Posted by Jonah Gardner on February 18, 2016
The 2016 NBA Trade Deadline has, is, or will be passing as you read this. The long term consequences will shake out over the next few months and even years, but we can look back at past deadlines to determine just how important deadline deals tend to be.
Last year's Trade Deadline shows that it takes a few years to be able to truly evaluate the impact of a trade. At the time, the best deal of the day seemed to be the Goran Dragic Trade. Miami picked up Dragic, the reigning MIP who had been worth nearly 23 NBA Win Shares in his career with Phoenix up to that point, for two 1st rounders and mostly filler players.
Since the trade, Goran Dragic has contributed 5 WS to Miami, but he's also signed a big new contract. His scoring and his efficiency have plummeted this season and, as Miami's roster ages, those two draft picks are starting to look more valuable.
Compare that to another trade involving a Phoenix Suns PG. In a 3-teamer, the Celtics acquired Isaiah Thomas and Jonas Jerebko for a Cavaliers' 1st rounder and not much else. Most agreed at the time that Dragic was the more valuable player, but Thomas has outperformed him. Since the trade, Thomas has been worth 9 WS and his scoring has leapt up 6 PPG. Even Jerebko has been worth 3 WS, not much less than what Miami has received from Dragic.
So let's take a look back at some of the biggest NBA trade deadline deals, using the benefit of hindsight to see who really gained the most from making them. It's not necessarily fair to say one team or the other "won", since, as you'll see, a lot of these trades rely on things that the front offices making them couldn't have possibly known at the time. But, perhaps, there are lessons here that GMs can take into future dealings.
A couple of notes before we start. I'm using a generous definition of the Trade Deadline to include any trade that happened in mid-January, February, or March, because it's my column and I can do what I want. To quantify value, I'm using Win Shares, a metric that Basketball Reference adapted from the baseball stat devised by Bill James. WS is a stat that awards portions of every team win to every player on the team, based on how much they contributed (positively or negatively) to said win.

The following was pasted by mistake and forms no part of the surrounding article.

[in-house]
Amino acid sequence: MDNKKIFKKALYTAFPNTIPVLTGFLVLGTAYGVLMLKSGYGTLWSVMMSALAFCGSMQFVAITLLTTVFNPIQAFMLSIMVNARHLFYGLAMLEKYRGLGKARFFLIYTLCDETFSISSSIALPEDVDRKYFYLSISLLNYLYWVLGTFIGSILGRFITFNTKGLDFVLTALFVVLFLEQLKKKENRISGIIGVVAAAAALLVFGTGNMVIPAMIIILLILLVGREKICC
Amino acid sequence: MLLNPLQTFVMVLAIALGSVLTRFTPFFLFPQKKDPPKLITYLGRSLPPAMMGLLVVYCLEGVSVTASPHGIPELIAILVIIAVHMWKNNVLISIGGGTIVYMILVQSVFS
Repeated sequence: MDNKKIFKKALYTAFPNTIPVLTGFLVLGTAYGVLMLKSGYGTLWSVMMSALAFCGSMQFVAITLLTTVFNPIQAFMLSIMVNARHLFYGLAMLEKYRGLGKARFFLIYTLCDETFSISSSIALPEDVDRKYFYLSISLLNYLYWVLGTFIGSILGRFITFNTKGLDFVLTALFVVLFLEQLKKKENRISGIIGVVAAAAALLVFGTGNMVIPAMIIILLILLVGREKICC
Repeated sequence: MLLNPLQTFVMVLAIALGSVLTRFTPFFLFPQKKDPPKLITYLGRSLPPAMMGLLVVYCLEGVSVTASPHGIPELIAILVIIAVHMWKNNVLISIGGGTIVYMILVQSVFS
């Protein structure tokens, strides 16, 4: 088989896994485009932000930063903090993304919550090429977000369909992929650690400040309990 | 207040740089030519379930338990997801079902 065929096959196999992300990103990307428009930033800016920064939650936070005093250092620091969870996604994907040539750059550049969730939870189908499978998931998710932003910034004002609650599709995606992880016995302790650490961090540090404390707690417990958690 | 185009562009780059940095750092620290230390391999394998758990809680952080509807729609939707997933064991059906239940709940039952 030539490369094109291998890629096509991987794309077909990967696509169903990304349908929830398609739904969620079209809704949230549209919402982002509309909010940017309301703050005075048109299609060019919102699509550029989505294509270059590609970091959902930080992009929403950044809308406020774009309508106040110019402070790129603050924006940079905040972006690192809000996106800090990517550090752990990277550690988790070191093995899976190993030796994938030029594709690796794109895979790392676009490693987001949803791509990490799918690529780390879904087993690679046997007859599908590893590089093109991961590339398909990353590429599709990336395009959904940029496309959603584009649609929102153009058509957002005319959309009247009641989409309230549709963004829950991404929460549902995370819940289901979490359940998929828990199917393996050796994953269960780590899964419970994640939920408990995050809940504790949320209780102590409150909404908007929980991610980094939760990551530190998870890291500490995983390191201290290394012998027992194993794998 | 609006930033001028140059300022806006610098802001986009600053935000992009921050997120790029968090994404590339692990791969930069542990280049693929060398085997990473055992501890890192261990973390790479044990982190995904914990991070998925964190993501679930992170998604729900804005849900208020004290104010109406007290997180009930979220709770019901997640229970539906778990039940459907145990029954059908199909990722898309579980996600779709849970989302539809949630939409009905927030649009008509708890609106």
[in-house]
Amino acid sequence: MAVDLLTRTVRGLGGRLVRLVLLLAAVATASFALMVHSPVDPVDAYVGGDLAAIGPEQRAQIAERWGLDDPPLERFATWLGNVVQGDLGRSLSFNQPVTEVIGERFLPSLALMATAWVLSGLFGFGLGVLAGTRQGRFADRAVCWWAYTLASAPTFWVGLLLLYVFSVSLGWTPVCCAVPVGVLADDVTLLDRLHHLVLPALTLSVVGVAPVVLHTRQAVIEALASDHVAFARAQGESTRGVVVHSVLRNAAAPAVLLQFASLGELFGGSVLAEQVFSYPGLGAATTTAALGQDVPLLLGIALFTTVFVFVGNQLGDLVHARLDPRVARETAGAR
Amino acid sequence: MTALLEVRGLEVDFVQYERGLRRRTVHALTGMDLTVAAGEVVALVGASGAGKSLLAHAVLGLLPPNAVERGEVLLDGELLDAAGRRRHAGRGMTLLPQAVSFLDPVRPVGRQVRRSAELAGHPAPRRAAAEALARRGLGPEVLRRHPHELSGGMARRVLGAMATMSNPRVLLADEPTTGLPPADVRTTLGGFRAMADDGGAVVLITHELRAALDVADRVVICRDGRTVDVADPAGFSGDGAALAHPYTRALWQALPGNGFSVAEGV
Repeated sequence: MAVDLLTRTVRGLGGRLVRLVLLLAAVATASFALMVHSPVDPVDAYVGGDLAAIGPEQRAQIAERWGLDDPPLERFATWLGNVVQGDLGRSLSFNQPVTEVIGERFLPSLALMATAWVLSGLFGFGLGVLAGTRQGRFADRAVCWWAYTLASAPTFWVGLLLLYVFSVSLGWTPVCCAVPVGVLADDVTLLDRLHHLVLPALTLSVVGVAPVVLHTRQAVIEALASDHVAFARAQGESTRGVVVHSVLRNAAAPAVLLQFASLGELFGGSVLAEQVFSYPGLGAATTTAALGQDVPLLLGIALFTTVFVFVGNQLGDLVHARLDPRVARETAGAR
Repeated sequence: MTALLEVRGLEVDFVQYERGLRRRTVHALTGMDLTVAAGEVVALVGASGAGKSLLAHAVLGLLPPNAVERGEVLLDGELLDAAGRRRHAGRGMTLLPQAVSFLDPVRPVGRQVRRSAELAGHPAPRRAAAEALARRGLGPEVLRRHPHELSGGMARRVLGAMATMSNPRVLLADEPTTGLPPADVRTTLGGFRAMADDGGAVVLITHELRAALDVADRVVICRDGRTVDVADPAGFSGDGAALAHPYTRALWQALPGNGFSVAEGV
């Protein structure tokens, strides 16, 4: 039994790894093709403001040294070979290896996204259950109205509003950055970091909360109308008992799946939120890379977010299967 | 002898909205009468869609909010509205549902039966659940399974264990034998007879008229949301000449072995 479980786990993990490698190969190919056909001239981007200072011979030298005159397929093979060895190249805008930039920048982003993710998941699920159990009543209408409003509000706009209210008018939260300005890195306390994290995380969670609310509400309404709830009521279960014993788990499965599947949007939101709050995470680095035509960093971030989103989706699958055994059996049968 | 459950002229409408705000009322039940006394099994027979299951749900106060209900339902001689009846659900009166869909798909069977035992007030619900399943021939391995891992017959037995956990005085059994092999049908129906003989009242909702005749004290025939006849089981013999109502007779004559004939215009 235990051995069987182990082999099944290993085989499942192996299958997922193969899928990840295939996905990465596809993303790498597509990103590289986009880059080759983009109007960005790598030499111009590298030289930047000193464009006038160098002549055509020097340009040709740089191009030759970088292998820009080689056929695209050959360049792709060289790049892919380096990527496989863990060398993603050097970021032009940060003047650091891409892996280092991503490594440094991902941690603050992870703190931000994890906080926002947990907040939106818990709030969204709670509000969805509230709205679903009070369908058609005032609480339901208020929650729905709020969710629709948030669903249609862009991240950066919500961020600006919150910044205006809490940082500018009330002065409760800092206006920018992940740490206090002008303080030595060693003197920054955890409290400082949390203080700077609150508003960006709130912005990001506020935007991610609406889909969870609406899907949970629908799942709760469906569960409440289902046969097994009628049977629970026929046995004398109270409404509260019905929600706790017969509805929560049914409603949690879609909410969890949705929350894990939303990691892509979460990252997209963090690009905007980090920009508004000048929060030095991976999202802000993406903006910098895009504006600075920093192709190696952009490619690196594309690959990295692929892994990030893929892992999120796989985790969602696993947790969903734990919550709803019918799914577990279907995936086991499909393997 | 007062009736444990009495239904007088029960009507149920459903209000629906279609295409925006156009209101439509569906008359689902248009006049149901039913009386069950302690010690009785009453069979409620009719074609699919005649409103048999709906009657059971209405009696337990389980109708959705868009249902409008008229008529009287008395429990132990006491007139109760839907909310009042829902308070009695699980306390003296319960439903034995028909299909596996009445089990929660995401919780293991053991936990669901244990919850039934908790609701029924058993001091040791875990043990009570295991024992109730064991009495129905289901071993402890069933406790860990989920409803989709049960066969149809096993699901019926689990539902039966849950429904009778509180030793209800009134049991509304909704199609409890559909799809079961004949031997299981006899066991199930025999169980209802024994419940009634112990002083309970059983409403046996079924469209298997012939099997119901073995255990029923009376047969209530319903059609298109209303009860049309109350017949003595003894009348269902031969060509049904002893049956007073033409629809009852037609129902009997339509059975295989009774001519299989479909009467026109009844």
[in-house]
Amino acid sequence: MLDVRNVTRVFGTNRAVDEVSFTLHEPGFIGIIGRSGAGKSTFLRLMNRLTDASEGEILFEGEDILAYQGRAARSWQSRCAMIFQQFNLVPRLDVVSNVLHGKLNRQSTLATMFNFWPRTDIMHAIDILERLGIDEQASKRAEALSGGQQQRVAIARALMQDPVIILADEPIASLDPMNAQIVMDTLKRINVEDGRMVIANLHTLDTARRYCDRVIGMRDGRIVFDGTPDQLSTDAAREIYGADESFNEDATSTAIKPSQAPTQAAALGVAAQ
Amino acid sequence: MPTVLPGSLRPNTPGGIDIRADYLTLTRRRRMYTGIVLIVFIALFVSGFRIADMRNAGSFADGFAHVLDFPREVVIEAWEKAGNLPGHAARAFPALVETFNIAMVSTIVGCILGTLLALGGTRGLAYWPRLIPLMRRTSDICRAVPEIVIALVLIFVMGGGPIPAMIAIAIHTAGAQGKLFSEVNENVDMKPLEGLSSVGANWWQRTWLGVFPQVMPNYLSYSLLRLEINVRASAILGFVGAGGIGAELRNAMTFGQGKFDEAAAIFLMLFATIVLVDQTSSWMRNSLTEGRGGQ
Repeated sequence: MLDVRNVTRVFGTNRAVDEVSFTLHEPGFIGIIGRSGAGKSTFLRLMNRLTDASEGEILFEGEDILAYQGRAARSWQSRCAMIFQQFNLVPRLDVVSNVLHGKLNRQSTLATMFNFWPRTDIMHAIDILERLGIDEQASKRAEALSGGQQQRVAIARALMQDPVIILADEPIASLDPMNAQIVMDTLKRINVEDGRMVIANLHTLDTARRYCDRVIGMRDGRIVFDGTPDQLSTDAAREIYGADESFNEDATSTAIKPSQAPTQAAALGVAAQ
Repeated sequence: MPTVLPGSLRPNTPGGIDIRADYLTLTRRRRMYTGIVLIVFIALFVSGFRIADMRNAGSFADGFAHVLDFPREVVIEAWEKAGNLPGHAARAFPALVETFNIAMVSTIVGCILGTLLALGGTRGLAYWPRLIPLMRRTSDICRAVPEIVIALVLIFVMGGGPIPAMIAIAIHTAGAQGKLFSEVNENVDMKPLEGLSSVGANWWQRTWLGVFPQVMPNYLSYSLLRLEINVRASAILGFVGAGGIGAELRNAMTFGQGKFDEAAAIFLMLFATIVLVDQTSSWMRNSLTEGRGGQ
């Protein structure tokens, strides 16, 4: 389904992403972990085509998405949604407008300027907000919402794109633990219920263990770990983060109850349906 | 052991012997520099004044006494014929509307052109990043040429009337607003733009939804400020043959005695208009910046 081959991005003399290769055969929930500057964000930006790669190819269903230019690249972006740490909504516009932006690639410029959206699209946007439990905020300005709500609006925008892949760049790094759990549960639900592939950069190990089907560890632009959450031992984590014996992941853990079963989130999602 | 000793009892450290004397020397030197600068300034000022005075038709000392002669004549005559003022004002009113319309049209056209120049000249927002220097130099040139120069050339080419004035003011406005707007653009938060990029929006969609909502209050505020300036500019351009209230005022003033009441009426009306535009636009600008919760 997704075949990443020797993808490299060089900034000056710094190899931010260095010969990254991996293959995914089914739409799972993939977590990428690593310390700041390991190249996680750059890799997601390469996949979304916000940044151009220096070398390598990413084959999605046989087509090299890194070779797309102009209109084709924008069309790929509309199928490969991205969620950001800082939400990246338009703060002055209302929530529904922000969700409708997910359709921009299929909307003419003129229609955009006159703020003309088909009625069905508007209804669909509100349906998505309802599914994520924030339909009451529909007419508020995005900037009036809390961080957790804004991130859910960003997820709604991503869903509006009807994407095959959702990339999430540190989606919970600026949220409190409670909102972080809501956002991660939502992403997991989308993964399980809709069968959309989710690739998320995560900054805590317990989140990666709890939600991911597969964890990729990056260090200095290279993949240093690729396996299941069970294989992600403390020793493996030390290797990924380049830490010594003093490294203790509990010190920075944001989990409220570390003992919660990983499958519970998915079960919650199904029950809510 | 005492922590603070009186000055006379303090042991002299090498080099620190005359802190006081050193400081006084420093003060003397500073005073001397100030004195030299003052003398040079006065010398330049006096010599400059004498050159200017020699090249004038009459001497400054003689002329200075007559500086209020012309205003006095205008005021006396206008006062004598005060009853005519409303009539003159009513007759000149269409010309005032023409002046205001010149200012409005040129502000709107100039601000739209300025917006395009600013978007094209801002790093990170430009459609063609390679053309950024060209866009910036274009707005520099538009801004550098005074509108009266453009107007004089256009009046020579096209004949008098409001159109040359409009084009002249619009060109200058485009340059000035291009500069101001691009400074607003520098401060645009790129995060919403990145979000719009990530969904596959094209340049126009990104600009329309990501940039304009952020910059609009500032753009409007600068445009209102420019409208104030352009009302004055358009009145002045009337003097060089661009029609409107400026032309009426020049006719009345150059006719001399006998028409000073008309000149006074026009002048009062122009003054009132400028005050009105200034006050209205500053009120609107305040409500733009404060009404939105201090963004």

The biggest trades, as defined on this list, are the ones with 100 or more Win Shares in past or future value. In other words, every trade on this list is one where all the players involved had contributed 100 WS to the teams trading them or where they would go on to contribute 100 WS to the teams that acquired them. These are trades where franchise players moved on, where teams acquired a new franchise player, or where both happened.
For each trade, we'll show the past WS of all the players in the trade for the team that traded them (so, for example, the number for Rasheed Wallace doesn't include his WS in Portland) and the future WS the player would accumulate for the team that traded for them (so, for example, Seattle's WS in the Ray Allen trade won't reflect his time in Boston). I've also included, in parentheses, the percentage of past WS each team sent and the percentage of future WS each team acquired. You can think of that as a rough measure of who "won" the trade.
Got it? Then let's get started.
Lesson 1: Selling a legend is tricky
Atlanta Hawks Receive: Danny Manning. 107.4 Past WS sent (77.6%), 1.3 Future WS received (33.3%)
Dominique Wilkins was in his 12th year with the Atlanta Hawks when the franchise decided they'd rather trade him than give him a massive new contract. Unfortunately, because of that impending new contract, and Wilkins' age, the Hawks couldn't get back more than a Win Share. This trade makes the list because of Wilkins' lengthy tenure, but in terms of return, it left much to be desired.
Still, given that Wilkins's career was nearly over, the Hawks got a better share of the overall WS pie than the Trail Blazers did, when they traded Clyde Drexler. Drexler is still the Blazers' all-time Win Shares leader and in return they got Thorpe, who would be gone months later, Nicola, who never came to the US, and a pick that would go to a player who logged 375 total minutes for Portland. At least Clyde got a ring, though!
Lesson 2: But if you get it right, it's worth it
Gary Payton was having an All-Star year when Seattle, apparently concerned about re-signing him, shipped him to Milwaukee. In exchange, they got the best shooter of his generation. Ray Allen would go on to chip in 38.2 WS as a Sonic before being sent to Boston, while GP would leave for LA in free agency, contributing just 2.9 WS to the Bucks.
Lesson 3: Good drafting can make a trade
- (One of) The Rasheed Wallace Trade(s)
If you ask any fan who remembers the 2004 Trade Deadline who the biggest acquisition that year was, they'd say Sheed and Sheed a 2nd time. And, from a historic perspective, they'd be right, since Wallace helped the Detroit Pistons win a title. However, the player who had the biggest on-court impact for the team that traded for him in 2004 wasn't even in the NBA at the time.